Are NFL Replacement Referees TBTF?

September 27th, 2012
in econ_news, syndication

touchdown-lance-easleyEconintersect:  The question may never be answered because the NFL and regular referees have come to an agreement.  The regular refs will be officiating again, starting with tonight's game between the Baltimore Ravens and the Cleveland Browns.  The NFL had instituted a lockout of members of the Referees' Association when the two parties were unable to come to a contract agreement this summer.  The agreement reached Wednesday night (actually early Thursday morning) resulted in an 8-year contract plus improved salaries and retirement benefits.  Click on picture for full picture of Lance Easley as he reached immortality.

Follow up:

The new contract will have referee salaries increase in annual increments to reach $205,000 per year by 2019.  In 2011 the average pay was $149,000.  The referees have been considered part-time employees by the NFL but the league will now have the option to hire full-time and to also pay referees for training and development.

Where did the replacement refs come from?  American Banker says from all over; after the regular refs were locked out the NFL decided to use replacements:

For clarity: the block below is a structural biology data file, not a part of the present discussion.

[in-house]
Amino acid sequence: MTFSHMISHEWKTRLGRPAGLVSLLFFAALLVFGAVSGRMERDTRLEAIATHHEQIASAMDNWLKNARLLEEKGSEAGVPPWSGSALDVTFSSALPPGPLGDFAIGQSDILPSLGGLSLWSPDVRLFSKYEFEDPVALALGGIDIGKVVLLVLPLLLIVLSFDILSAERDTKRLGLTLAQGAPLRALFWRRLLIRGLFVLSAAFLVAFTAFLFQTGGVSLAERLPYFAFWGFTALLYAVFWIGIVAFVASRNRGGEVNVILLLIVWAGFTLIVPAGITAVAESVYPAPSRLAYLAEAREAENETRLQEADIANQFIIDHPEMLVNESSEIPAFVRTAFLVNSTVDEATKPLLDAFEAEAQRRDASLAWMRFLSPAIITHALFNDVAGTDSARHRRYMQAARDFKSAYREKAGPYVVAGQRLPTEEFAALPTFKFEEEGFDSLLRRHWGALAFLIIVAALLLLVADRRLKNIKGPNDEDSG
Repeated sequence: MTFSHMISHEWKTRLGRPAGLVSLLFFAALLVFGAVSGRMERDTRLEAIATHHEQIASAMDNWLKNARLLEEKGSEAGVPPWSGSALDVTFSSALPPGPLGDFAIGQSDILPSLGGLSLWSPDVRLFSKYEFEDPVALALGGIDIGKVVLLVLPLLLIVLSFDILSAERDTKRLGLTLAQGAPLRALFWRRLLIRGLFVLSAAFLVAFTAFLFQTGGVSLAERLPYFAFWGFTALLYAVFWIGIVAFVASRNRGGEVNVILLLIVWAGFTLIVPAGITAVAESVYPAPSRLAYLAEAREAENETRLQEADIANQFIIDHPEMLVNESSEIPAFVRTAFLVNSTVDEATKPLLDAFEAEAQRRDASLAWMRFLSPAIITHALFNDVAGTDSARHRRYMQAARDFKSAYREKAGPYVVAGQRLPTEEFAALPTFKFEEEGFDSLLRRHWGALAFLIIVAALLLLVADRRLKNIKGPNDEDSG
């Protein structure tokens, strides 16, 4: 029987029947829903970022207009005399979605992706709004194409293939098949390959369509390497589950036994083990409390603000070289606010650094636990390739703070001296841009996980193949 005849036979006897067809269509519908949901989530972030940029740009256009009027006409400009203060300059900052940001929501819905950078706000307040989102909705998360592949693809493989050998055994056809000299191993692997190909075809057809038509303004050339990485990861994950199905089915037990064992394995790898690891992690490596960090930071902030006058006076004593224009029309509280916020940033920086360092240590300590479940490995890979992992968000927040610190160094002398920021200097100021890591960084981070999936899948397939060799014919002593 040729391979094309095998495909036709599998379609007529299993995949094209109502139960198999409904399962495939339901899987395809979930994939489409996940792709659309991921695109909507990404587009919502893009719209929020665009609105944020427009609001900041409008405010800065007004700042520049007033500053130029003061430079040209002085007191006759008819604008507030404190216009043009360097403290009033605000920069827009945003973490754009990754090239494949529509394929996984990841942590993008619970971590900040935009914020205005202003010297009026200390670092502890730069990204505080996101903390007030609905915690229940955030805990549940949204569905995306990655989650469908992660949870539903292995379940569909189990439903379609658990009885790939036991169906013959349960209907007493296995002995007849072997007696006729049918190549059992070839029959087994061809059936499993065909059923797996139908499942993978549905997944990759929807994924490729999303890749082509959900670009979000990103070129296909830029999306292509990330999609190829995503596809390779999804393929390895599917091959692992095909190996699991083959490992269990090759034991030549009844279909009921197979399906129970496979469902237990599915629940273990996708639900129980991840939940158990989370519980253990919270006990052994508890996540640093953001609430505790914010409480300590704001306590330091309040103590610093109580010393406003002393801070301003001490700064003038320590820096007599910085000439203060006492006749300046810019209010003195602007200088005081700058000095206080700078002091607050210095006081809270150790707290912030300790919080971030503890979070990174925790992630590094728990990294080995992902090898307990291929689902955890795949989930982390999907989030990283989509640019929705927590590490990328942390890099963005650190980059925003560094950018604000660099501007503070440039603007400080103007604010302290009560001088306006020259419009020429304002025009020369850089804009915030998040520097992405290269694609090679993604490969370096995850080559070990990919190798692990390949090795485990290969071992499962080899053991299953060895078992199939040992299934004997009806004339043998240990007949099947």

The ensuing disaster, including missed or blown calls and general mayhem on the field, has left football fans across the country wondering, "Where the hell did they find these guys?"

The answer: from the Lingerie Football league, New Orleans Saints fan clubs, the real estate industry … and Bank of America.

The official at the center of perhaps the most controversial call of the season is in fact a vice president for small-business banking at B of A in California.

Lance Easley has worked at the bank since June 2011, according to his LinkedIn profile, and was a business banking specialist at Wells Fargo for nearly three years prior to that. A source at B of A confirmed Easley's title, but the company declined to comment further.

Easley was standing in the end zone during the final seconds of last night's Monday Night Football matchup between the Seattle Seahawks and Green Bay Packers.

Seattle was down by five points as its quarterback, Russell Wilson, threw a Hail Mary pass down the field. Seattle receiver Golden Tate shoved a Green Bay defender out of the way and wrestled another for the ball.

It was initially unclear who caught the ball first, resulting in the controversial call captured in this now-infamous photo of one ref signaling an interception while Easley signaled a touchdown.

But instant replays showed that Tate should have been called for pass interference, which would have ended the game with a win for Green Bay. And everyone in the world — except, perhaps, for Seahawks fans and the NFL — believed the pass was intercepted by Green Bay.

Is this another example of what seems to be impossible actually stands because the ref was TBTF (too big to fail)?  How could he not succeed - Easley he came from a Fedreal Reserve and government backed oligarchy and had previous refereeing experience as a part-time official for a California Christian high school league, according to the Wall Street Journal.

John Lounsbury


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